– Teamwork

It is important to work with another person. That way there is one person who stays on the ground and another who climbs. In an emergency situation, both individuals should have first aid and CPR training.

– Alert and Caution

Finally, tree trimming accidents can lead to serious injury or death, so stay alert and cautious at all times. If you aren’t prepared to handle the risk or lack the necessary experience, contact a service professional instead. Let TalkLocal find you the professional you need.

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Granny Pod: Multi-Family and Senior Living Solution

Wednesday, January 13th, 2016


As baby boomers begin to retire, what will happen to them? Where will they live? Retirement villages, nursing homes, or their own homes? What does a child do when their aging parent can no longer live independently? “Move them in,” you say, but what happens if there’s no space for their parent in their home? Well, that’s where the granny pod comes in — granny flat if you’re Australian. Of course, I personally prefer the term  “auxiliary dwelling units for the elder gentlewoman or man of exquisite taste and resourcefulness”.

What’s a “granny pod,” you ask? It’s basically a tiny home but much cooler (and safer). They’re “tiny home”-like structures that can be placed in your backyard. Most contain a kitchenette, a bedroom that also functions as a common area, and a bathroom. It’s like a deluxe master suite right in your backyard.

What makes a granny pod different than a tiny home? Well, for one thing, they have a cooler name. They’re also equipped with a lot of high end medical technology. The MedCottage, for example, boasts additional features, such as a virtual companion, a lift, video system that monitors at ankle level (no granny peep show here), pressurized ventilation, and the floor is specially cushioned in case of falls. Basically, in comparison to the tiny house, it’s the cousin at the family reunion who always has the latest gadgets.

Sounds great and all, but what’s the catch? Well, there are a few restrictions. (You didn’t think it would be that easy, did you?) For one thing, these auxiliary dwelling units can only legally house one person. Also, there are sometimes zoning law restrictions that prevent people from getting granny pods. So, always check to see if you’re permitted to have one in your backyard.

Oooh, I’m interested! How much does it cost? They cost roughly $125,000, give or take a few thousand. Before you freak out, some companies will buy back your granny pod when it’s no longer needed (approximately $40,000). Also, the average cost of an assisted living facility is $42,000 a year. At those rates, it practically pays for itself.

So basically, we say that the granny pod is the perfect solution to keeping mom or dad close and letting her or him maintain their independence. If you need to get your lawn in order so you can move mom or dad in, give Talklocal a call and we’ll connect you with a landscaper in no time.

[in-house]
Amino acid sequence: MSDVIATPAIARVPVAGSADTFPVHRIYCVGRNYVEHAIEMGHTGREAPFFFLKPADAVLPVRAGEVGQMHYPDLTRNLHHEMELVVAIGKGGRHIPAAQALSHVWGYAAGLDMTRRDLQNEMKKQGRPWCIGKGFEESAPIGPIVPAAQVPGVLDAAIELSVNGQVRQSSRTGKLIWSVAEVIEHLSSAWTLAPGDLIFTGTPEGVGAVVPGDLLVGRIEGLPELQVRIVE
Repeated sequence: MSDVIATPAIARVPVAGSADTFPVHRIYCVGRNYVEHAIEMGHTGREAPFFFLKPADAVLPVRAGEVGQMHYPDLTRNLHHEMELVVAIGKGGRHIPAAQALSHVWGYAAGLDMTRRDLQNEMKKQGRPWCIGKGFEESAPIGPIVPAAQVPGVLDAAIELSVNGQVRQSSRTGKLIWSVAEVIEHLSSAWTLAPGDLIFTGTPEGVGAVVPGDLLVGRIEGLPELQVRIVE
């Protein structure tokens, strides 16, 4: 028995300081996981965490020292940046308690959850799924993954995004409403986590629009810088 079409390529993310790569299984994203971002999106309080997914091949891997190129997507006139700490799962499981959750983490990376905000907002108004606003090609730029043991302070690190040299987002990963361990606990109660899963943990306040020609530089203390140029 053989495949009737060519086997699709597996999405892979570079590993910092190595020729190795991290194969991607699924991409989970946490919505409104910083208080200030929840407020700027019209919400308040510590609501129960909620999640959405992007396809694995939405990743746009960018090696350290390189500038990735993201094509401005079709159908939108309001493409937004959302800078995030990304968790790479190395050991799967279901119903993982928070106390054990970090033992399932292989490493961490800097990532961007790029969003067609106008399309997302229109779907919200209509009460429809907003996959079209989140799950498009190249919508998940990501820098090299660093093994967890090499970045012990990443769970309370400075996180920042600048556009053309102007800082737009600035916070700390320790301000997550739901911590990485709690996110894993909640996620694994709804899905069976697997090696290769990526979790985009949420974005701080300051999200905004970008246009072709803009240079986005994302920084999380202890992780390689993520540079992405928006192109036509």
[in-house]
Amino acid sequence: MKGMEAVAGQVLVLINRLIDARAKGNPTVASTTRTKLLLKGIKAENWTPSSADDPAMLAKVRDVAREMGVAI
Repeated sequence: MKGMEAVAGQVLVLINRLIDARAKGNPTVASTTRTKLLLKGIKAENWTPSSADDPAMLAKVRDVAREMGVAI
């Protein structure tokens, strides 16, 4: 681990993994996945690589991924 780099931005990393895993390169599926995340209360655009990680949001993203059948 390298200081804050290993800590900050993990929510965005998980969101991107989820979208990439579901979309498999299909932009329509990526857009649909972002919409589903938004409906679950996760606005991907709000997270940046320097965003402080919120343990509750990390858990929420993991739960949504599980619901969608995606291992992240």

Steps to Planting Fall Flower Beds

Tuesday, October 6th, 2015

colorful flower bed ideas

Your garden can be just as beautiful in the fall as it is in summer. Planting fall flower beds will keep your garden looking pretty even when your summer flowers begin to die. They are also less likely to inhabit any pests, which we think is a huge plus.

Steps to Planting Fall Flower Beds:

Step 1: Clear out weeds and dried leaves from your current flowerbed. If you don’t have an existing flower bed, locate where your new flowers bed will be. You can work with the space you have whether big or small.

Step 2: Buy soil that contains the right nutrients for winter flowers and bulbs. Distribute the soil in your flowerbeds.

Step 3: Observe your flower beds to find out the amount of sunlight they get. This information is helpful in choosing the best flowers and bulbs to plant in your fall flower beds. Once you’ve made your flower choices, buy bulbs online or check the local garden center if they have your chosen bulbs available.

Step 4:  Each bulb your purchased will come with instructions on how top plant them. First, use a garden trowel to dig a hole in your flower bed in the depth indicated on the bulb packaging. Then, proceed to follow the directions for planting. Pay attention to giving enough spacing in between each bulb. Cover the bulbs with soil. Don’t forget to stake the correct plant markers beside the bulbs.

Step 5: Choose the flowers to include in your fall flower beds. Plant them around the planted bulbs, using the plant markers as your guide to avoid planting directly above the bulbs. Some perennials are perfect for fall gardening such as Chrysanthemum, Toad Lily, Aster, Goldenrod, Russian Sage, and Helenium. These flowers will remain vibrant throughout autumn up until the first hard frost. Their bright colors will make pretty borders and entire fall flower beds.